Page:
The mitochondrial iron transporter abcb7 is required for b cell development, proliferation, and class switch recombination in mice

Michael Jonathan Lehrke, Michael Jeremy Shapiro, Matthew J. Rajcula, Madeleine M. Kennedy, Shaylene A. McCue, Kay L. Medina, Virginia Smith Shapiro

Research output: Contribution to journalArticlepeer-review

Abstract

Iron-sulfur (Fe-S) clusters are cofactors essential for the activity of numerous enzymes including DNA polymerases, helicases, and glycosylases. They are synthesized in the mitochondria as Fe-S intermediates and are exported to the cytoplasm for maturation by the mitochondrial transporter ABCB7. Here, we demonstrate that ABCB7 is required for bone marrow B cell development, proliferation, and class switch recombination, but is dispensable for peripheral B cell homeostasis in mice. Conditional deletion of ABCB7 using Mb1-cre resulted in a severe block in bone marrow B cell development at the pro-B cell stage. The loss of ABCB7 did not alter expression of transcription factors required for B cell specification or commitment. While increased intracellular iron was observed in ABCB7-deficient pro-B cells, this did not lead to increased cellular or mitochondrial reactive oxygen species, ferroptosis, or apoptosis. Interestingly, loss of ABCB7 led to replication-induced DNA damage in pro-B cells, independent of VDJ recombination, and these cells had evidence of slowed DNA replication. Stimulated ABCB7-deficient splenic B cells from CD23-cre mice also had a striking loss of proliferation and a defect in class switching. Thus, ABCB7 is essential for early B cell development, proliferation, and class switch recombination.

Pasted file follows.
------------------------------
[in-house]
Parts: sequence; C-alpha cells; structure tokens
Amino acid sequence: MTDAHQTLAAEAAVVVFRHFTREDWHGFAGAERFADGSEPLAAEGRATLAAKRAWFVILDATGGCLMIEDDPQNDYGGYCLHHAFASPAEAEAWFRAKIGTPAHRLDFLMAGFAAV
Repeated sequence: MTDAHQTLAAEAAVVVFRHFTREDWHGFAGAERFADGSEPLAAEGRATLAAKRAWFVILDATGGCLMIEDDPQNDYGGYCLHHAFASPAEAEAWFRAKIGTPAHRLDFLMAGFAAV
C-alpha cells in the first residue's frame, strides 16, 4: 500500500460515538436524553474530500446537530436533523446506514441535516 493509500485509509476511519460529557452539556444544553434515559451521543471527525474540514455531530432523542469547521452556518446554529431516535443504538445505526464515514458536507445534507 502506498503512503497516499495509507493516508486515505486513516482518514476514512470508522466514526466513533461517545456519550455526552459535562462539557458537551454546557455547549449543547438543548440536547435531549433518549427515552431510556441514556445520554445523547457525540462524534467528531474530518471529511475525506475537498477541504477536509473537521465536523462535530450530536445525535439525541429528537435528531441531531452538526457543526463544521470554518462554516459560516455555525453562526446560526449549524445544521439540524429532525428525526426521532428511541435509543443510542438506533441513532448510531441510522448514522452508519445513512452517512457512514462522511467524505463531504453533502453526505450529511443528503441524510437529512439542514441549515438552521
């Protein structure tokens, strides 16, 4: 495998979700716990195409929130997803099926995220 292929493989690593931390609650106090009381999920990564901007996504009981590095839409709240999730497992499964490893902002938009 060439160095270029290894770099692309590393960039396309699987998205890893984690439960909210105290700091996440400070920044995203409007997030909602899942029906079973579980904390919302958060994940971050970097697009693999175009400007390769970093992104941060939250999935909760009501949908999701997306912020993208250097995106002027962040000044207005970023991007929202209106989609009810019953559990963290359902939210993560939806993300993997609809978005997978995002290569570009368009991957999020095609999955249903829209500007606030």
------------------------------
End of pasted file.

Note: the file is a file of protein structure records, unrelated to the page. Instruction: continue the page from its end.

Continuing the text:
Original languageEnglish (US)
Article numbere69621
JournaleLife
Volume10
DOIs
StatePublished - Nov 2021

ASJC Scopus subject areas

  • Neuroscience(all)
  • Biochemistry, Genetics and Molecular Biology(all)
  • Immunology and Microbiology(all)

Fingerprint

Dive into the research topics of 'The mitochondrial iron transporter abcb7 is required for b cell development, proliferation, and class switch recombination in mice'. Together they form a unique fingerprint.

Cite this